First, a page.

Choosing Flies for Tandem Nymph Rigs

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Today’s post is intended for beginner and intermediate fly anglers that struggle with choosing what fly patterns to tie on when they’re fishing a tandem nymph rig. Because most of our fly boxes are stocked with dozens of different fly patterns, it can be difficult at times to know where to start. I get the question all the time, “how do I know what flies to tie on?” The answer to that question is I don’t. Sometimes I can get a good idea by doing some bug sampling or observing the conditions on the water, but generally, I have to experiment with fishing different flies just like everyone else does until I figure out what the trout want. However, the key to my consistent success is treating my two-fly rig like it’s a buffet of food choices for the trout, and always fishing flies that imitate different types of food sources that the trout forage on. This increases the chances that the trout will like one of the food imitations in my rig and I’ll catch fish.

To make things easier for me, I categorize my nymphs into four different categories: Big flies, small flies, bright colored flies and natural colored flies. When I start out my day on the water, I begin rigging my two-fly rig with combinations of these.

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Umpqua’s Bandolier, Just What You Need

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By Louis Cahill

The more I fish, the less I want to carry, and the Bandolier fishing pack from Umpqua makes it easy to carry just what you need and nothing else.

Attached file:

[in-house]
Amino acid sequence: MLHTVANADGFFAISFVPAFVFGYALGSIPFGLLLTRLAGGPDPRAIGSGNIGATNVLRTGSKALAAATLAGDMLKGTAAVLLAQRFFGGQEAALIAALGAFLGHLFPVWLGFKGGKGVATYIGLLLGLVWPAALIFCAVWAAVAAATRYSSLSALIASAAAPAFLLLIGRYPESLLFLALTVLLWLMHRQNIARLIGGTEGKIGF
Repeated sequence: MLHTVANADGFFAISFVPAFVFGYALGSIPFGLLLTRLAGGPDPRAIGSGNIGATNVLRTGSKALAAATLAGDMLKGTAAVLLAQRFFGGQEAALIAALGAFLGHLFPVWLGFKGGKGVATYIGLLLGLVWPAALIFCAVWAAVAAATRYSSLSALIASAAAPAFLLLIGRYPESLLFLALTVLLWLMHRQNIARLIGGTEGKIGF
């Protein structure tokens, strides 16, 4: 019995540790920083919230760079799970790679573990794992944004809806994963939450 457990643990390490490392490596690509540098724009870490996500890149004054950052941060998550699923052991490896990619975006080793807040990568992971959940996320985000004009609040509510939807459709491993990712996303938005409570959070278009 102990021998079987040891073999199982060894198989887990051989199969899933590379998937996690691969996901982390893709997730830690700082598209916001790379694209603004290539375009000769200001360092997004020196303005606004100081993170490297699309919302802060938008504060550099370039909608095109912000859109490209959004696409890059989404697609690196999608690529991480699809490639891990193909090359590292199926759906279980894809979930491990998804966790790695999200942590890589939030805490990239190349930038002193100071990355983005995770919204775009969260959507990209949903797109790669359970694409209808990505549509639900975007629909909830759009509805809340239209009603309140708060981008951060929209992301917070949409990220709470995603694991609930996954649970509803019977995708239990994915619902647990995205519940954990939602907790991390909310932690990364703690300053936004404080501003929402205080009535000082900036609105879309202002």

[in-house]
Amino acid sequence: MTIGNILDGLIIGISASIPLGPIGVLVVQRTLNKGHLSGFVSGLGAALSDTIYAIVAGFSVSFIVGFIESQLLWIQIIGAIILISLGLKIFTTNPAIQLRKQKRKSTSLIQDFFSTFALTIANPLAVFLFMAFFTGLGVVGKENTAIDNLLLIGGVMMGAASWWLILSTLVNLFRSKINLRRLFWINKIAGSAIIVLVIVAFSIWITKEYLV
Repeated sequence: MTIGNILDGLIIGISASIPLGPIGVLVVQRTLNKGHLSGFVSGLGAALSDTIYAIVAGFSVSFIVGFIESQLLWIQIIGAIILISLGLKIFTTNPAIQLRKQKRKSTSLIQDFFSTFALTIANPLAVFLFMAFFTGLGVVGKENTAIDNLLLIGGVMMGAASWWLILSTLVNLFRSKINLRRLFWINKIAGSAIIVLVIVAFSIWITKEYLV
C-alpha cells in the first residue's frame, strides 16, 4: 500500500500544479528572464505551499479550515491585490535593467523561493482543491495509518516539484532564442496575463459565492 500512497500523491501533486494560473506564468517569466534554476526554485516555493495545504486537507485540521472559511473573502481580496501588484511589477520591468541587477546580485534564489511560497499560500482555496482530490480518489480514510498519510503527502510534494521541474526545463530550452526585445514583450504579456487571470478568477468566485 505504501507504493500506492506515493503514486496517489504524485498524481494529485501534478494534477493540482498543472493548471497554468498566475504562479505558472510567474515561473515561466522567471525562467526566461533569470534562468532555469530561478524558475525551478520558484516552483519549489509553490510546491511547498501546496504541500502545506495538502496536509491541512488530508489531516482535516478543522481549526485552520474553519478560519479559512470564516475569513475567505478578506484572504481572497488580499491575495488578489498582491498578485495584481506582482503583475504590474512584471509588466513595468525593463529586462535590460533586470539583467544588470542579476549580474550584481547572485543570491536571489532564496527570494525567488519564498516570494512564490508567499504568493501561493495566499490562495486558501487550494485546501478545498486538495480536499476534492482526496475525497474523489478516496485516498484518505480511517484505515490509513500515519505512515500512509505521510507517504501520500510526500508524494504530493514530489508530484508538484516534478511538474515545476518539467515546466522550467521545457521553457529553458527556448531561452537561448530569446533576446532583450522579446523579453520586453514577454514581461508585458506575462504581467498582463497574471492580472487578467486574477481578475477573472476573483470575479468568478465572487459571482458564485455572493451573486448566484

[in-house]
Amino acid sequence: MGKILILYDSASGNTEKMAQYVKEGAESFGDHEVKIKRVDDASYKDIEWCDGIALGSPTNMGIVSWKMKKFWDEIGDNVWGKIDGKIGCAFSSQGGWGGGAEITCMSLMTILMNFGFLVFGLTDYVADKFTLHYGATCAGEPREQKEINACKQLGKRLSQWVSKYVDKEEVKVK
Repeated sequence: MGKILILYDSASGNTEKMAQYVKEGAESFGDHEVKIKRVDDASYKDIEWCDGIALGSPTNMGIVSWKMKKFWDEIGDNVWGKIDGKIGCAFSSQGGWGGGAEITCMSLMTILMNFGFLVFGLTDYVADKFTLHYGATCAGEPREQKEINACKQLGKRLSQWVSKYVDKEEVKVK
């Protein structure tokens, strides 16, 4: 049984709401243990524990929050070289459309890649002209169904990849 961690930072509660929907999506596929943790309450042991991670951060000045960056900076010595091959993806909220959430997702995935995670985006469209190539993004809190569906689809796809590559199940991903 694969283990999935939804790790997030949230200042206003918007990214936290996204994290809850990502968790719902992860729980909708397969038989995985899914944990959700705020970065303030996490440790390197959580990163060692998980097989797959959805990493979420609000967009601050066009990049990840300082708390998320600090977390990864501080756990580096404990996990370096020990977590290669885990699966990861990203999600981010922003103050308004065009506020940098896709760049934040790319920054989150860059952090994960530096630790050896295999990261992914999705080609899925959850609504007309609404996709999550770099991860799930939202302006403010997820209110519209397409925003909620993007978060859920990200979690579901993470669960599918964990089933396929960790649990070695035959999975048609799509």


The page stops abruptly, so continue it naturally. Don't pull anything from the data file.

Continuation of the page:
The bandolier is one of Umpqua’s new Zero Sweep packs, which feature slick, anti-snag design. These durable fishing packs are beautifully designed and keenly functional. They have the features you need and nothing you don’t to get in the way. The Bandolier is the smallest pack in the line and my personal favorite.

It’s designed to work as either a sling pack or wist pack and does both well. It’s made for the angler who knows what they need and keeps things simple. It’s light weight and stays out of the way. The materials and construction and very good and it dries quickly. Best of all, you can wear it all day without knowing it’s there.

The main compartment easily holds 2 large fly boxes. There are 2 side compartments for accessories, which are large enough to hold a trout reel. There are 6 internal pockets, one zippered, for organization and a lanyard for keys or whatever you like. The space is well organized and everything is in sight when you open the pack. No digging for lost tackle.

There are 4 Zero Sweep tool docks on the front of the pack.

The 2 on the outsides accommodate zingers. You can also use elastic cords or rubber bands to keep nippers and other tools in their pockets. The 2 center docks hold hemostats or similar tools. These docking stations perform as advertised. They keep tools at hand, while keeping them from grabbing your line or catching on brush. A cord hidden in a velcro pocket up front holds tippet spools for easy access.

The drying patch on this and other new Umpqua packs is a huge upgrade. The foam patches are now

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“What’s In Your Sightline?” Giveaway

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By Justin Pickett

It’s giveaway time here at Gink and Gasoline!!!